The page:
Hyla chrysoscelis


When first metamorphosed from a tadpole (E,F) in June or July this native tree frog has a body length of less than 1 inch, green above and light gray below (B). At that age the insides of it's thighs are gray as well (C). Later in the season and at maturity, it reaches about 2 inches in length, with golden thighs called a "flash pattern" (D), which helps to startle predators as they flee. At that age they may be green, chartreuse, tan, or gray above with small warts (I, M).  All color variations have a rectangular light patch below the eye (A,B,L).

These frogs are mostly seen on the flood plains near water and in moist ravines, sitting on large leaves from May through September. They were common during the summer of 2008 on the flood plain in Fontenelle Forest. The bright green frogs are easier to spot than the grey ones. These frogs hibernate during winter, often under dead logs, and they may live up to 7 years. In 2012, after a record warm March, a young frog of this species was seen on the 10th of April.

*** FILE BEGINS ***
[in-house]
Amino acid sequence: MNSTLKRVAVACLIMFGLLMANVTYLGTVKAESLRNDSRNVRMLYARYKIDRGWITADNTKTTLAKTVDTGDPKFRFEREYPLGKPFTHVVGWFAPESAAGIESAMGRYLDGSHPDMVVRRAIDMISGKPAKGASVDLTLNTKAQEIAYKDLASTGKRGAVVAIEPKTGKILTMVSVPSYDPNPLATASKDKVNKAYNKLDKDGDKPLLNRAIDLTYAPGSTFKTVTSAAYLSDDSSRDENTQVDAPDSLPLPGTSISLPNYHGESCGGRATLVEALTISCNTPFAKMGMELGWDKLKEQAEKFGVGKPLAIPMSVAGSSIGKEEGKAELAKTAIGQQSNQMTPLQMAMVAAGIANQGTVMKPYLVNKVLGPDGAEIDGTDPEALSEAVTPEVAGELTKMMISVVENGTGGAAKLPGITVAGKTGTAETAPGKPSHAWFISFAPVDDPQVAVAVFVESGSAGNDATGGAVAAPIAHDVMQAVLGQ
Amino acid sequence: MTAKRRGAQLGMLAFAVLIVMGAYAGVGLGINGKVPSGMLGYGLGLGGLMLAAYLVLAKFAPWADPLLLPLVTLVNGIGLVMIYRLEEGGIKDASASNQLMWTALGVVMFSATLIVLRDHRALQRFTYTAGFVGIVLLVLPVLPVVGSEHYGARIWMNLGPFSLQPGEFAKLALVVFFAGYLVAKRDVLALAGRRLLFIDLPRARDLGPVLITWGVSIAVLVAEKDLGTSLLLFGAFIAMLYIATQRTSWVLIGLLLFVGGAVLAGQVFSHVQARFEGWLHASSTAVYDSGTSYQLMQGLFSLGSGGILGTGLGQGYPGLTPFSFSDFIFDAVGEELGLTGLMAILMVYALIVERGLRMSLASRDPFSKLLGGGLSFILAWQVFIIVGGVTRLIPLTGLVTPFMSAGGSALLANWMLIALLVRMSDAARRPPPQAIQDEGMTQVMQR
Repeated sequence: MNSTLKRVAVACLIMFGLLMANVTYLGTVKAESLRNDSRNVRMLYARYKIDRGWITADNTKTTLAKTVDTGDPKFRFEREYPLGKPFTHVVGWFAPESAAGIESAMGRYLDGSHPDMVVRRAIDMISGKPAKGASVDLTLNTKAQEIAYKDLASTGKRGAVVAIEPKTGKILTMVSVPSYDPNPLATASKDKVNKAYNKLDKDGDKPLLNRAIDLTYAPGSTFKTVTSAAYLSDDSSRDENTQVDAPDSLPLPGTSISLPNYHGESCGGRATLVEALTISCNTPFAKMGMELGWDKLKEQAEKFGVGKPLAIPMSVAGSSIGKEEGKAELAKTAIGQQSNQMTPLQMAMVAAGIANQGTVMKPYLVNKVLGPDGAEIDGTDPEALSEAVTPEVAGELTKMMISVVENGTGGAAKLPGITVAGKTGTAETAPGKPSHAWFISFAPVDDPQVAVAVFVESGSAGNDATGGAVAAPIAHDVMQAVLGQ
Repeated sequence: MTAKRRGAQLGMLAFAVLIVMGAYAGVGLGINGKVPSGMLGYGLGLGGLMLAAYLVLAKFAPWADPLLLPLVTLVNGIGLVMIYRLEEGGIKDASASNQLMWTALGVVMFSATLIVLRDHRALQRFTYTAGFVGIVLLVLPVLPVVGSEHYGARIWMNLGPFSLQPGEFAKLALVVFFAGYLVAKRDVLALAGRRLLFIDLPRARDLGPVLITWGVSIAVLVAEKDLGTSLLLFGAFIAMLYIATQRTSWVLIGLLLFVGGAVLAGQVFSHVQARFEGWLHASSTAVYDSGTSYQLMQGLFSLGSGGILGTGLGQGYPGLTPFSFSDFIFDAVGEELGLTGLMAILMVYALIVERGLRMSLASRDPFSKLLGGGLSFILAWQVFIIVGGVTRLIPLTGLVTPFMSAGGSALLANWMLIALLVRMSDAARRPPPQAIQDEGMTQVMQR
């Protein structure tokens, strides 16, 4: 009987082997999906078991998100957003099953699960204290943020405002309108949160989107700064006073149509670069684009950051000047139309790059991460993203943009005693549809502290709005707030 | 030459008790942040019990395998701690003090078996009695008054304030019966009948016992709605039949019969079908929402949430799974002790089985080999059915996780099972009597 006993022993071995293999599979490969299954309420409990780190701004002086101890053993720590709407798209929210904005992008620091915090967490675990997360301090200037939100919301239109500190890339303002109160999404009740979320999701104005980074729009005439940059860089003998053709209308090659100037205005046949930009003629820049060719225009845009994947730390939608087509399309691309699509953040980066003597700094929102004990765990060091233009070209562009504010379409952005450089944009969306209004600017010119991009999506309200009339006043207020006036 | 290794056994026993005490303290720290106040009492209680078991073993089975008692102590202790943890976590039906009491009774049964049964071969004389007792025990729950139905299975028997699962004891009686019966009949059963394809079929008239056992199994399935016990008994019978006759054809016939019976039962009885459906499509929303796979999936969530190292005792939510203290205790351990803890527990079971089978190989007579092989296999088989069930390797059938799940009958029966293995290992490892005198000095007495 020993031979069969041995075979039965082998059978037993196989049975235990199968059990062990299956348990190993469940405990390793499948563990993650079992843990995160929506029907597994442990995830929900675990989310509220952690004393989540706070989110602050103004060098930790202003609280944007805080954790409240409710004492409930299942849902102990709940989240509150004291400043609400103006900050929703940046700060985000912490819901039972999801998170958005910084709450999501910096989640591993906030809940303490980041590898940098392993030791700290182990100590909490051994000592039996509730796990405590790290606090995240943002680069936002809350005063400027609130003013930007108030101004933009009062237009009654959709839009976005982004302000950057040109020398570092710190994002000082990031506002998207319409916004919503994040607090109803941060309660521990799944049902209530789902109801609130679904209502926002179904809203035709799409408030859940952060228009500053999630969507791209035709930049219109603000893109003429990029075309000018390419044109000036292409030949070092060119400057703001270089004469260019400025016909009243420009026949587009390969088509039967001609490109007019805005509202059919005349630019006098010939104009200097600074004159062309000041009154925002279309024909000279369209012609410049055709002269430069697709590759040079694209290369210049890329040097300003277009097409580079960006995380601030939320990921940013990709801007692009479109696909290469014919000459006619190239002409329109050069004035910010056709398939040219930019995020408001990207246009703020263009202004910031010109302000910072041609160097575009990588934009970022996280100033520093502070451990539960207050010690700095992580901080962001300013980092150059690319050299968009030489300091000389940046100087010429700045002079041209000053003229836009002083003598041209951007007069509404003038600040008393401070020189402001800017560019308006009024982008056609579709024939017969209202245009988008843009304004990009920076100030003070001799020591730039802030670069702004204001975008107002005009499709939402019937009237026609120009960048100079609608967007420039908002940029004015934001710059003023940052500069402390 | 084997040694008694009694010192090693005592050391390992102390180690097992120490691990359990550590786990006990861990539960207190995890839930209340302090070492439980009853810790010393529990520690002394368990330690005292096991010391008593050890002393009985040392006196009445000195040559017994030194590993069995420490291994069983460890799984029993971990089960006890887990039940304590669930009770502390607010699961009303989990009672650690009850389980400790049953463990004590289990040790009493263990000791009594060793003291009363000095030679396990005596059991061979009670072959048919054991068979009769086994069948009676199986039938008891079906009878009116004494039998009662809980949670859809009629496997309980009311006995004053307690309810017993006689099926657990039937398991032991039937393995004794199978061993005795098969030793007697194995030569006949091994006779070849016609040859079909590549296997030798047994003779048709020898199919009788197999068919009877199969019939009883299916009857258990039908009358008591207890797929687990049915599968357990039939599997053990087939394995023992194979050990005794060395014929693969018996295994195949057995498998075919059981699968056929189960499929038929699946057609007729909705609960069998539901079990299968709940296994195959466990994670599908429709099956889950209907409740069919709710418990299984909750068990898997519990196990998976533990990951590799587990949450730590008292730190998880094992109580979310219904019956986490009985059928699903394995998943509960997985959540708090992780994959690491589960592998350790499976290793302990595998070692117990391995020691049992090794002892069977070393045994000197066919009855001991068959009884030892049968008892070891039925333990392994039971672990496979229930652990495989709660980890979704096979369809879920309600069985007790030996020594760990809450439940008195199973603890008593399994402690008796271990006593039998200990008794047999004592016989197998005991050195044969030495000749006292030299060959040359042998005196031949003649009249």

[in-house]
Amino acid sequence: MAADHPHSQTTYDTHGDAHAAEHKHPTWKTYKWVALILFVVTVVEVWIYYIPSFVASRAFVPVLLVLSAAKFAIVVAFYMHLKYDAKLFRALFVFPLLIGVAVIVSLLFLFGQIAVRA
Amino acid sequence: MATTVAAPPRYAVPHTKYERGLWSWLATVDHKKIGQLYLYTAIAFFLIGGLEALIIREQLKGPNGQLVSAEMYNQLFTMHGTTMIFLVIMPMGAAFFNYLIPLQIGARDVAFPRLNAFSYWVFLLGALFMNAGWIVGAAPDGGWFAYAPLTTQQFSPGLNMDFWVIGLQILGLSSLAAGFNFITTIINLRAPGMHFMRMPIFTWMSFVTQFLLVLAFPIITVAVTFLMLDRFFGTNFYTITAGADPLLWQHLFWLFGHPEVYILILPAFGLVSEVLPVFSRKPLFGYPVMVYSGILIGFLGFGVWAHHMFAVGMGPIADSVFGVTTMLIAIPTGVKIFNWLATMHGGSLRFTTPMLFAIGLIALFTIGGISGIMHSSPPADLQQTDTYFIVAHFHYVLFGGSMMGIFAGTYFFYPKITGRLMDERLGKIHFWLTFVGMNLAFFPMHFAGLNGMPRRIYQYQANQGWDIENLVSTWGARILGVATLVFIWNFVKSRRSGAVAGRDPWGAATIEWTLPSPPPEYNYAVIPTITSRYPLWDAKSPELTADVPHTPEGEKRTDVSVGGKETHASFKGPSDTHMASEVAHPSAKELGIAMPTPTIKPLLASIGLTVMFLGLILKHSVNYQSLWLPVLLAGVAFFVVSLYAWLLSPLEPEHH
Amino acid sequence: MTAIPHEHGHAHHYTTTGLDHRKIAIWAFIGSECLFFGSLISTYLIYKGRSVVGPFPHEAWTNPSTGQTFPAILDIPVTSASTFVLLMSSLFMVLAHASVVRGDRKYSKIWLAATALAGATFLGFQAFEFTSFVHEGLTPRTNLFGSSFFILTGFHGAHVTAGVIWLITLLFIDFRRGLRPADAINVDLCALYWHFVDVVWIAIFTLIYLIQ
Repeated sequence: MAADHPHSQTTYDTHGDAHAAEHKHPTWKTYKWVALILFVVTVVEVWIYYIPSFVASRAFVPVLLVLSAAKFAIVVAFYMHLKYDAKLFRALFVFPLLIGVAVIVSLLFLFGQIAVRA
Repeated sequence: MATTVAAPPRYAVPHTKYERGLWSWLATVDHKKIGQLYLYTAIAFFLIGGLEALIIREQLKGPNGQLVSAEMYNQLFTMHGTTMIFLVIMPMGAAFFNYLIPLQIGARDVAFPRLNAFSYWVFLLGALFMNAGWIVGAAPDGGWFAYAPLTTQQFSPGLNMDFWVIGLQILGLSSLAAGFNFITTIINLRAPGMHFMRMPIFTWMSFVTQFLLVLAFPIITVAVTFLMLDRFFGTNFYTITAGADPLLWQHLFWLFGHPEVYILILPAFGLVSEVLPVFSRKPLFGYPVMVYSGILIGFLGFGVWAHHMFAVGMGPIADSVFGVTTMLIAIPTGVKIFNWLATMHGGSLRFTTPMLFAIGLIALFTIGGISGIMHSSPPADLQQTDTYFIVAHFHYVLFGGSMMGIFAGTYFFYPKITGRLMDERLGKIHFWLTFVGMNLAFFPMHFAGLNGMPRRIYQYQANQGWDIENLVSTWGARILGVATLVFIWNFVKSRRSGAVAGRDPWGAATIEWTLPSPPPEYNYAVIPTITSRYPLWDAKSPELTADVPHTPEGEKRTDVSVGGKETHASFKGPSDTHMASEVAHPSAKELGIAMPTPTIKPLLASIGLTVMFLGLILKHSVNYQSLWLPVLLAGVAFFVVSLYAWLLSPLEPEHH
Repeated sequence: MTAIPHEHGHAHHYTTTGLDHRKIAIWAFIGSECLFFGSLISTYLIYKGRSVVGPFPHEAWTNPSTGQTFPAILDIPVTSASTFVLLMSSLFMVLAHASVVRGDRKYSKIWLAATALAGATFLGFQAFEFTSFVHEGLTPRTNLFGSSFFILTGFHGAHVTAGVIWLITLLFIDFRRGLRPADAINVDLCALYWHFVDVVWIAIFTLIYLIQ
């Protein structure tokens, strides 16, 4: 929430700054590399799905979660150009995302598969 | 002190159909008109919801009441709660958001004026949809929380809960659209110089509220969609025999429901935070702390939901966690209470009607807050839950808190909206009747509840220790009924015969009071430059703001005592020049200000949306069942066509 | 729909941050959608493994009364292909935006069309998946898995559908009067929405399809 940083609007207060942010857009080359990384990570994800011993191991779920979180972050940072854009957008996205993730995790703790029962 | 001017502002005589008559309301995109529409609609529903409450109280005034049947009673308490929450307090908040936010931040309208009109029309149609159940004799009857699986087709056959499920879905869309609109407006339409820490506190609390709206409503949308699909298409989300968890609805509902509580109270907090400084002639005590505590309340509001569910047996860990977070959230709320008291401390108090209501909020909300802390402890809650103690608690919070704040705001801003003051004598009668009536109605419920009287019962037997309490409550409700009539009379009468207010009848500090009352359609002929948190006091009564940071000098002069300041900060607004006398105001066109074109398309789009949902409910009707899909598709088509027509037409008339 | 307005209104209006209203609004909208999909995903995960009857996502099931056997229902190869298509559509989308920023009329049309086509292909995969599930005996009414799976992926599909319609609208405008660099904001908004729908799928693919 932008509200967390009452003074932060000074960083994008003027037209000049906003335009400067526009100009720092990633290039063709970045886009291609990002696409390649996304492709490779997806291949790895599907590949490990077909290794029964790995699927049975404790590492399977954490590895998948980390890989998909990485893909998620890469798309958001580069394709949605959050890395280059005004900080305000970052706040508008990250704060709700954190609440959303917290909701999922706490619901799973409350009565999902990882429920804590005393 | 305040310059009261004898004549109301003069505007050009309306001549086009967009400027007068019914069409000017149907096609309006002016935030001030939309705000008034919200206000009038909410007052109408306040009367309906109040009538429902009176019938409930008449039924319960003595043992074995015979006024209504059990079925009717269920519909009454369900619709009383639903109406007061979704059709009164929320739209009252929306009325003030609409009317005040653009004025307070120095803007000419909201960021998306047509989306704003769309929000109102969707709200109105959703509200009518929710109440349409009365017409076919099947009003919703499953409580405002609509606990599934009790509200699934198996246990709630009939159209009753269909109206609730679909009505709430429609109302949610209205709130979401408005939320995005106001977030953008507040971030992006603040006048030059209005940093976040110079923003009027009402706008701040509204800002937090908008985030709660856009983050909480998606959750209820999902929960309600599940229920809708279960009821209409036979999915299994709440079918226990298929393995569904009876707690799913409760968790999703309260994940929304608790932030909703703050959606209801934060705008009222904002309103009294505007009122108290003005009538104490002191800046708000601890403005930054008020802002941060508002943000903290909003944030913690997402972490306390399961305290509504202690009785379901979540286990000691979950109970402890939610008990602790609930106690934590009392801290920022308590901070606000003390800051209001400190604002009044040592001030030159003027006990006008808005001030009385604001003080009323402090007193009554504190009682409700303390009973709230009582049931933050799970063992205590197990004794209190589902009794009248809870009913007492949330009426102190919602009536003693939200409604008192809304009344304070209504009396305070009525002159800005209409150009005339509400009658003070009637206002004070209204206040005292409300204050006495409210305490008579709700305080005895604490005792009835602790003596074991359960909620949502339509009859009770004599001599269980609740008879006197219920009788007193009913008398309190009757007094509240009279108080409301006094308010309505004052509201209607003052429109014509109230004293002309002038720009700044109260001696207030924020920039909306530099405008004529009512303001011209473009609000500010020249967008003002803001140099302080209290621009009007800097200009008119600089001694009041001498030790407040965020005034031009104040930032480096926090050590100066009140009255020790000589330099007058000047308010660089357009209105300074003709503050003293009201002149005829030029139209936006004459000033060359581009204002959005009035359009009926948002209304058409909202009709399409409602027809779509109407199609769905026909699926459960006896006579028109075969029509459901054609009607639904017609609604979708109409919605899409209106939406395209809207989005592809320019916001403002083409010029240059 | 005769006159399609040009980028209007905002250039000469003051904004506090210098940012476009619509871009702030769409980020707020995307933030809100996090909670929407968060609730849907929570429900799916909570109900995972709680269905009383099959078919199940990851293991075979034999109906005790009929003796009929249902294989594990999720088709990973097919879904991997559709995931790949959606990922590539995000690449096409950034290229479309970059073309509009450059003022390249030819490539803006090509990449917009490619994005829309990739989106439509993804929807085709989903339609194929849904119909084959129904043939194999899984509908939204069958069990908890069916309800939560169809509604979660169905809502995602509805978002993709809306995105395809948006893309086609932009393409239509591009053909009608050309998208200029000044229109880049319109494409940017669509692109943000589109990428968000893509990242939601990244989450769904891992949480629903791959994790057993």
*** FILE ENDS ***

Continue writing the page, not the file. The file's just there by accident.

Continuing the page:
The Eastern Gray Tree Frog  (Hyla versicolor), looks identical and can only be differentiated by chromosome analysis. Prof. Dennis Ferraro, herpetologist at the University of Nebraska at Lincoln, verified recently (2008) that of the two only the species described here has been identified in Nebraska.

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